You may decide to sell your house for sale by owner, but if you want to use a real estate agent, do a bit of research into your local real estate market.
- Which agency's ads or Web sites are the most appealing?
- Which agencies consistently feature virtual tours on their Web sites?
- Do property descriptions make you want to schedule an appointment to see the listings?
- Does the agency provide multiple photos of homes in their ads or on the Web? Are they of good quality?
- Which agencies advertise in multiple publications? On radio or TV?
- Was their Web site easy to find when you searched for homes for sale in your town?
- Ask your friends for agent referrals. Have they worked with an agent who did a great job?
Once you have a list of agents, make an appointment with each one to learn more about their services.
Find out if agents are willing to compile a free comparative market analysis (CMA), a document that compares your home to similar homes that have sold recently. Agents use this tool to help sellers set listing prices.
- Ask agents to explain the marketing tactics that will be used to sell your house, including print, Web and other types of advertising (you'll already know much of this if you've done your research).
- Will the agency place your house in the Multiple Listing Service (MLS) immediately ? Making your home available to every affiliated agent greatly increases the buyer pool.
- Find out if the agency belongs to more than one MLS. In some areas there's an overlap of popular neighborhoods, making multiple memberships important.
- What's the agency's commission rate? How does it compare to that of other agencies that offer the same services?
- Find out how long they want you to list with them, keeping in mind that the time is usually negotiable.
- What's the average length of time it takes to sell a house in your area? What is the company's average?
- How long has the agent been licensed to sell real estate?
- What percentage of the agency's listings sell during the initial listing contract period?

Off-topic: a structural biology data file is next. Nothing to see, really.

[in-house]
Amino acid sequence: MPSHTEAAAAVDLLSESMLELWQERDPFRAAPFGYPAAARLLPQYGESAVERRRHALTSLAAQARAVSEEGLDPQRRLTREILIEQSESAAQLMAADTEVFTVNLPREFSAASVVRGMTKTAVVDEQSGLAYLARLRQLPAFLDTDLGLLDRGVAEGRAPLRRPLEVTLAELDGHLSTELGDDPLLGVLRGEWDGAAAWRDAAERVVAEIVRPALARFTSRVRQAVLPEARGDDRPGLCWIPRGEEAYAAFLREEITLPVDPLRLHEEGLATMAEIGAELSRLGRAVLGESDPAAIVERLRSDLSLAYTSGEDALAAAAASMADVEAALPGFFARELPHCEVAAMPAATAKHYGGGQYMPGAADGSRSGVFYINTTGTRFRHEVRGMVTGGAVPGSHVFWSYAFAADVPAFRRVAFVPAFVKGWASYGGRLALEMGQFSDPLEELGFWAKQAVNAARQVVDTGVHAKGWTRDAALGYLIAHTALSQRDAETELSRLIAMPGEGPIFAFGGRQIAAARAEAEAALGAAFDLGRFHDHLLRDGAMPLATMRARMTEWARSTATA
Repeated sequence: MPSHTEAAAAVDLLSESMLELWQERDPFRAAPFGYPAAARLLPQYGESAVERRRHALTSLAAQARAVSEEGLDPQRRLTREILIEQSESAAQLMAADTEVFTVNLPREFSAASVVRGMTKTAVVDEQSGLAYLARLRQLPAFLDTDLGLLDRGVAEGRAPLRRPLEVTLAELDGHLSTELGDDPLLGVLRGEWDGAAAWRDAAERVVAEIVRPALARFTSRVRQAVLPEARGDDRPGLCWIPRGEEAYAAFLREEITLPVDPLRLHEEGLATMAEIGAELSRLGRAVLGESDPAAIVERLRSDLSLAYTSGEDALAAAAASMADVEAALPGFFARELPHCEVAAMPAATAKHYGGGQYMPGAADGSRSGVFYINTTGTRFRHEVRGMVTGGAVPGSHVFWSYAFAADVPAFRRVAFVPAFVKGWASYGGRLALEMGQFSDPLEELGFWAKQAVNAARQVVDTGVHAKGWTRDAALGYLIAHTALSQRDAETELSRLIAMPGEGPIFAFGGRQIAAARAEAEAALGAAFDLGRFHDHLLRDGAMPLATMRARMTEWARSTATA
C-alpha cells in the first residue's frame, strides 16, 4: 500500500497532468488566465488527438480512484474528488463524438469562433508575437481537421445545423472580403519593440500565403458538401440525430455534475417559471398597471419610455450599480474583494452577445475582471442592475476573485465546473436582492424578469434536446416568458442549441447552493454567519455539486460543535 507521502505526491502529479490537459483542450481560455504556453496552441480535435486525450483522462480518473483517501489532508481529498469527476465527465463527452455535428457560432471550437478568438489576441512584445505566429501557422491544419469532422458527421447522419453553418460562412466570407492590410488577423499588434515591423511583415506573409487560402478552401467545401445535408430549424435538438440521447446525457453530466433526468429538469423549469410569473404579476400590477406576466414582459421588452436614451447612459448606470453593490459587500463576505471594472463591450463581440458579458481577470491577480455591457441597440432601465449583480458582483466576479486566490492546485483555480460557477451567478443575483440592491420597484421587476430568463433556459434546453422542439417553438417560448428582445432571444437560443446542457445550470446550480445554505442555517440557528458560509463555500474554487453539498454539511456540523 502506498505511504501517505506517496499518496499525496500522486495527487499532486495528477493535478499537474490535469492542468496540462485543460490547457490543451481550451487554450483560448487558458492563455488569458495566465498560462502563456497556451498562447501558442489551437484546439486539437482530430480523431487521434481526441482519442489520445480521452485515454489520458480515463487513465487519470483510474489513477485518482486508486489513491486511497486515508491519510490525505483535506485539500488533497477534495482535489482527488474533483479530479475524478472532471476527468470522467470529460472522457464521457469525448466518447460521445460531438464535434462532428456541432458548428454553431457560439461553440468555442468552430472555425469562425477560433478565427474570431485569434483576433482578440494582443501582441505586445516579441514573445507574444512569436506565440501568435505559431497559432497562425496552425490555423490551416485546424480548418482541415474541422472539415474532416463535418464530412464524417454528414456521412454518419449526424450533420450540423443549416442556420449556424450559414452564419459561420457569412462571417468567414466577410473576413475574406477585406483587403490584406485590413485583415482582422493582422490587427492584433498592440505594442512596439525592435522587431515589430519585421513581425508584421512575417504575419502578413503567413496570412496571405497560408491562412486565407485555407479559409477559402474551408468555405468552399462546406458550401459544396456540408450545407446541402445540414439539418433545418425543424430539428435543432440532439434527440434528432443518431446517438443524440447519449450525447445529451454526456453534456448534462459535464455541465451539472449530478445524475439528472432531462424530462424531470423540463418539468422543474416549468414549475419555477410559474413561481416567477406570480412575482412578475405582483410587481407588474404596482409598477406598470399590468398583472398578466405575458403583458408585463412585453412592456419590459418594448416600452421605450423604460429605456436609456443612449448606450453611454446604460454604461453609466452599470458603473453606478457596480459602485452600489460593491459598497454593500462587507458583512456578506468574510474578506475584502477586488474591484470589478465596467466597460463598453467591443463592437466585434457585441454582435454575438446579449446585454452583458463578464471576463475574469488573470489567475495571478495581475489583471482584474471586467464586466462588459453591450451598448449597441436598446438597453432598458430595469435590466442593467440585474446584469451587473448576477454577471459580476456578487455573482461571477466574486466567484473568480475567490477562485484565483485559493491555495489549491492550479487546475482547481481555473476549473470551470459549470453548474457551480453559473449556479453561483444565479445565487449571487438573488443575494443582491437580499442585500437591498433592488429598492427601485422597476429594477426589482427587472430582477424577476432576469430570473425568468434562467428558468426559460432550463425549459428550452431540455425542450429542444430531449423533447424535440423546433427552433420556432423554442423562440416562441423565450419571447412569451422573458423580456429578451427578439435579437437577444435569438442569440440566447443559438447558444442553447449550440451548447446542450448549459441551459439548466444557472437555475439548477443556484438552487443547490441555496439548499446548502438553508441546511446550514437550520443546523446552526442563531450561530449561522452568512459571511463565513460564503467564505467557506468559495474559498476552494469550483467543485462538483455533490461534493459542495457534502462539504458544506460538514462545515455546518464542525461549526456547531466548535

- How often can you expect to receive buyer feedback? Weekly, twice a month, after every showing? Will the feedback be written? (Buyer feedback is an important tool. If everyone makes the same negative comment about your property, you should consider working on the problem. )
- Will the agent hold an open house for other real estate agents? For buyers?
- How are showings handled? Will you receive advance notification that someone is coming? How much notice is typical? (You can put restrictions on showings--certain days or times are off-limits--but that may drastically cut down on the number of times your home is shown.)
- If you have pets, make sure the agent is committed to a plan that ensures their safety. If it's a dog that bites, you will need a plan for buyer safety, too.
- Does the agency use lockboxes? Many agencies place a key inside a box that is secured to your home. Ask the agents to explain how it works.
- If your new home will be in the same area, ask the agent any questions you might have as a buyer. You may choose to use the same agent to buy and sell.
Ask agents to give you an estimate of typical seller closing costs.
- Excise taxes.
- Attorney or other professional fees.
- How your share of property taxes for the year is calculated
- Your share of property owner association fees, etc.
- The real estate commission.
- Any other expenses that sellers are typically expected to pay for. (Surveys, inspections, certifications, etc. Customs differ around the US.)
Ask any other questions you think are important, but your decision to hire an agent should be based in part on a gut feeling that the two of you can work together.
You don't need the largest agency in town, the busiest agent, or the agent with the most experience. You need an agent who will market your home aggressively to buyers and to other agents.